Sidial discovered GIS while taking introductory courses during his undergraduate studies in geology at the University of Alberta.

“I came to the realization that at the core of all maps, analysis and visualization was geospatial data. There was something intriguing about being able to capture field data, process or analyze it on your PC, then finally visualize the end-result on a digital map or print,” he said. “I was not satisfied with just an introduction into GIS, I needed a deeper dive to understand more.”

Sidial went on to enroll in the geoinformatics master’s program at the University of The West Indies in St. Augustine, Trinidad. The intensive two-year curriculum included both lecture-lab presentations and research projects. In addition to enjoying technical courses including as spatial analysis, remote sensing, spatial databases and enterprise GIS architecture, he greatly appreciated another course, “GIS and Society.”

“Sometimes as a GIS professional, you can get lost in technical side of things and neglect the societal application and relevancy of your output,” he said. “I view the societal use of GIS as a bi-directional process, wherein, GIS can influence society and conversely, society influences GIS.”

Serving Sint Maarten

Shortly after graduation, Sidial accepted his current position with the government of Sint Maarten, where he has the opportunity to apply what he learned in school.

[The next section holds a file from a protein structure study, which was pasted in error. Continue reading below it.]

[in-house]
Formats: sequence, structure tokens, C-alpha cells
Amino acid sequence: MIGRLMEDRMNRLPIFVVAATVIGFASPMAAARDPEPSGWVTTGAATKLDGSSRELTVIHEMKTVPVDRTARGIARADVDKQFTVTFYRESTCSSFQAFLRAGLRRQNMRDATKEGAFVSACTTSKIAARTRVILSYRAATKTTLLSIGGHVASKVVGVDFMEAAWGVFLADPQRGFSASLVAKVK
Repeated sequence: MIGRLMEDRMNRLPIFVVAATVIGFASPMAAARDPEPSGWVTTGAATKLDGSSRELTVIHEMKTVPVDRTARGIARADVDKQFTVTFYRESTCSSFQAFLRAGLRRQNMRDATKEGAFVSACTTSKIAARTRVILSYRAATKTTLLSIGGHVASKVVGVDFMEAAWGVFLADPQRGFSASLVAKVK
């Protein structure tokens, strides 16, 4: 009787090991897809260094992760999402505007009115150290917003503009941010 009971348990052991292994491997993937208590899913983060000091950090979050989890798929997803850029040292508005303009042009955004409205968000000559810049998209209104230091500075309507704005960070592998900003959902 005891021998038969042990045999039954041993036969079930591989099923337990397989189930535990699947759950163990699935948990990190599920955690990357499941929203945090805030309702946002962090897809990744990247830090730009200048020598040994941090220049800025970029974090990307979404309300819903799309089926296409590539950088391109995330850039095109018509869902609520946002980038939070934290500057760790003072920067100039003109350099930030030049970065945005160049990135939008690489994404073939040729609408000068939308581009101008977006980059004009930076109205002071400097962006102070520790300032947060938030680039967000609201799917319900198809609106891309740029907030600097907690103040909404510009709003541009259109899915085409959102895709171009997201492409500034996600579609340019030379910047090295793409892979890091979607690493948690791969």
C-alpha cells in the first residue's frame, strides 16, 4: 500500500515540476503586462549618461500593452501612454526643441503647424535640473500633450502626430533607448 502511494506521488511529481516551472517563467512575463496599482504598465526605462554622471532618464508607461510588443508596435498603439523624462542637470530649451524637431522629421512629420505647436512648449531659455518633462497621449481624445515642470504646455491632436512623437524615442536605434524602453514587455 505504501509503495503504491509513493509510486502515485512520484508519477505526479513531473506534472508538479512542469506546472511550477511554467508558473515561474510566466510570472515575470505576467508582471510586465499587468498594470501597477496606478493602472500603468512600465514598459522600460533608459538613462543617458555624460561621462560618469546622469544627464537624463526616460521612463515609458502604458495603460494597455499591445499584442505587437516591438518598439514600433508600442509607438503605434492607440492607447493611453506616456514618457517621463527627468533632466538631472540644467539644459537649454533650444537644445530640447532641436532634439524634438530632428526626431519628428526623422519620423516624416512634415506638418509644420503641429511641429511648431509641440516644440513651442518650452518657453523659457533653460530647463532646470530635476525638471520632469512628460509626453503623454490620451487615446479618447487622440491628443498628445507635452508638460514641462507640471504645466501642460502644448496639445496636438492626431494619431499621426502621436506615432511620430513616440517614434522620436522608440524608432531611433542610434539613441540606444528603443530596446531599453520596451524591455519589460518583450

“Now that I am working within the public sector, each time I create a new project field I carry with me these teachings as a guide and motivation that really puts into context how my work will benefit the people of Sint Maarten,” he said.

With a population of 40,000, Sint Maarten encompasses the southern 40 percent of the divided island of Saint Martin, with the other 60 percent belonging to the French overseas collectivity Saint-Martin.

Sint Maarten became a constituent country within the Kingdom of the Netherlands in ٢٠١٠ and now holds equal constitutional status to Aruba, Curaçao and the Netherlands.

The island was hit hard in 2017 when Category 5+ Hurricane Irma hit and caused significant widespread damage to buildings and infrastructure.

Sidial said that GIS plays an important role in the government of Sint Maarten.

“We use GIS for the efficient management of our road infrastructure, land parcels, domain lands, addresses, utilities and zoning data, that all help our executing departments make informed decisions. As our island is susceptible to hurricanes, tsunamis and rainfall-induced flooding, we also incorporate risk and hazard assessment layers in our GIS database,” he said.

Sidial noted how the St. Maarten has shifted away from static maps and opted for web and mobile-based GIS.

“Digital maps are dynamic, consistently updated and can be accessed internally and externally,” he said.